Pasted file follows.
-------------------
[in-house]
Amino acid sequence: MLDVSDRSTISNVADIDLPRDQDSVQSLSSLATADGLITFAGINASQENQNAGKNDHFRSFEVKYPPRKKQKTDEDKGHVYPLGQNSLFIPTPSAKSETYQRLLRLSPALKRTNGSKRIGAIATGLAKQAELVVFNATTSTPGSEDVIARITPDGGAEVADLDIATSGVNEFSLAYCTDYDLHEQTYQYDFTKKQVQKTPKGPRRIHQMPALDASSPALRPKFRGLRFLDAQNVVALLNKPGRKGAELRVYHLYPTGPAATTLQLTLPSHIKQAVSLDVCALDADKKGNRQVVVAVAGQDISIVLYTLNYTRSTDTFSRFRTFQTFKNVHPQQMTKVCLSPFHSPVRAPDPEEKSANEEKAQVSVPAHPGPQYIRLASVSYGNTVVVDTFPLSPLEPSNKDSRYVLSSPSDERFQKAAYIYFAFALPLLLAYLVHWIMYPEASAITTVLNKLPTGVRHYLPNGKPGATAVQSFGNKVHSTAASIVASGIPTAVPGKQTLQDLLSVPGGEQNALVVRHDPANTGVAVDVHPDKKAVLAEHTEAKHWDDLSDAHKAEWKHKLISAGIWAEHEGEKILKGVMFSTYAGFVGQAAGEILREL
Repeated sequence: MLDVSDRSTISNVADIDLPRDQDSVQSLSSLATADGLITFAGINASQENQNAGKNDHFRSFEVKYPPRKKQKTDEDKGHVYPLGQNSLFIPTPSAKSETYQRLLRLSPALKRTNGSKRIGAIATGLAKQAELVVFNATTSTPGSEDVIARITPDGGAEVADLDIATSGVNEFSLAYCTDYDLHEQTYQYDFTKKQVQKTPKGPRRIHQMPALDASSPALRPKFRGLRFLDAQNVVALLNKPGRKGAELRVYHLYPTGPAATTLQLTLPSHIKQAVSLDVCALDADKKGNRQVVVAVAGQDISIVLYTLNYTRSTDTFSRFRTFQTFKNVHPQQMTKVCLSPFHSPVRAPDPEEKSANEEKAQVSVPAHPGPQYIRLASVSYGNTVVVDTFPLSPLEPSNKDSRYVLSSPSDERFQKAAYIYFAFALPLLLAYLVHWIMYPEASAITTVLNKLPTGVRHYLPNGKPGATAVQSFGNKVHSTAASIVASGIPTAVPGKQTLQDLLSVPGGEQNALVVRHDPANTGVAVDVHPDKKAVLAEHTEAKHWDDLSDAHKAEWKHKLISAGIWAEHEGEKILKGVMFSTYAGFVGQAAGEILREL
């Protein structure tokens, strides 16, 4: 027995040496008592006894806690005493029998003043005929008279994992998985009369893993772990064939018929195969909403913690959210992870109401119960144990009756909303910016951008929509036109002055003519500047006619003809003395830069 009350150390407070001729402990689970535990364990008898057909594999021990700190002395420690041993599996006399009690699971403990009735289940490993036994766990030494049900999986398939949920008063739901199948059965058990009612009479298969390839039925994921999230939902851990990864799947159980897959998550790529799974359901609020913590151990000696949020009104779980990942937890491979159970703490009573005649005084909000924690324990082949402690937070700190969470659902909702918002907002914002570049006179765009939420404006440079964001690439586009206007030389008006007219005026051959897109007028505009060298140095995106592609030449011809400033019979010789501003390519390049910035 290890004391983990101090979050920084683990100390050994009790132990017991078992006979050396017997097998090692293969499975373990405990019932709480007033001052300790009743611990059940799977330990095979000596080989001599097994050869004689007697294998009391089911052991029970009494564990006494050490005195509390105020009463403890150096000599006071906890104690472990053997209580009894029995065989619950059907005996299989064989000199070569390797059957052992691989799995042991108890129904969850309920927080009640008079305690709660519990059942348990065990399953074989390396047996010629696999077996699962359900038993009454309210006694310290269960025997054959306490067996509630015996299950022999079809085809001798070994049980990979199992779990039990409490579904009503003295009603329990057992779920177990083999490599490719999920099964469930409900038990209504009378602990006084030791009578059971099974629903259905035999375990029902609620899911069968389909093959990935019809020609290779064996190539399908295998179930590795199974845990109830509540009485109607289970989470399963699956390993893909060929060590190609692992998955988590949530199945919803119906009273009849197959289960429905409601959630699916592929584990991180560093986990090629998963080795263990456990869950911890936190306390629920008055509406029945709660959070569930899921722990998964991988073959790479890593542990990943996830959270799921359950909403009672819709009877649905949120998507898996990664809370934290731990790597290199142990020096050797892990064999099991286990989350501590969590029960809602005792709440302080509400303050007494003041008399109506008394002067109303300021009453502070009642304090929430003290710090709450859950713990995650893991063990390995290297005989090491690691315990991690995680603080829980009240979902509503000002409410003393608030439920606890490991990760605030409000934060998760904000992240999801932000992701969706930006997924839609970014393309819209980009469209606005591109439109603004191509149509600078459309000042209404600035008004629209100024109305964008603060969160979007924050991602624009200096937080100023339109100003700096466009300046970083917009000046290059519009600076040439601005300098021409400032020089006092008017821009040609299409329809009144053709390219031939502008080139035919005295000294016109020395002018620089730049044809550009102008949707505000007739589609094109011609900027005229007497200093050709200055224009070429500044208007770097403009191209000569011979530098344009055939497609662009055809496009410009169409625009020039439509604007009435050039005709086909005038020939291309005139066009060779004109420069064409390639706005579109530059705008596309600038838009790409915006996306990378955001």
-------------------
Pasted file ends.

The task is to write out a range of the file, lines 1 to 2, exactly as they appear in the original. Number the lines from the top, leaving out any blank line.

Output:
[in-house]
Amino acid sequence: MLDVSDRSTISNVADIDLPRDQDSVQSLSSLATADGLITFAGINASQENQNAGKNDHFRSFEVKYPPRKKQKTDEDKGHVYPLGQNSLFIPTPSAKSETYQRLLRLSPALKRTNGSKRIGAIATGLAKQAELVVFNATTSTPGSEDVIARITPDGGAEVADLDIATSGVNEFSLAYCTDYDLHEQTYQYDFTKKQVQKTPKGPRRIHQMPALDASSPALRPKFRGLRFLDAQNVVALLNKPGRKGAELRVYHLYPTGPAATTLQLTLPSHIKQAVSLDVCALDADKKGNRQVVVAVAGQDISIVLYTLNYTRSTDTFSRFRTFQTFKNVHPQQMTKVCLSPFHSPVRAPDPEEKSANEEKAQVSVPAHPGPQYIRLASVSYGNTVVVDTFPLSPLEPSNKDSRYVLSSPSDERFQKAAYIYFAFALPLLLAYLVHWIMYPEASAITTVLNKLPTGVRHYLPNGKPGATAVQSFGNKVHSTAASIVASGIPTAVPGKQTLQDLLSVPGGEQNALVVRHDPANTGVAVDVHPDKKAVLAEHTEAKHWDDLSDAHKAEWKHKLISAGIWAEHEGEKILKGVMFSTYAGFVGQAAGEILREL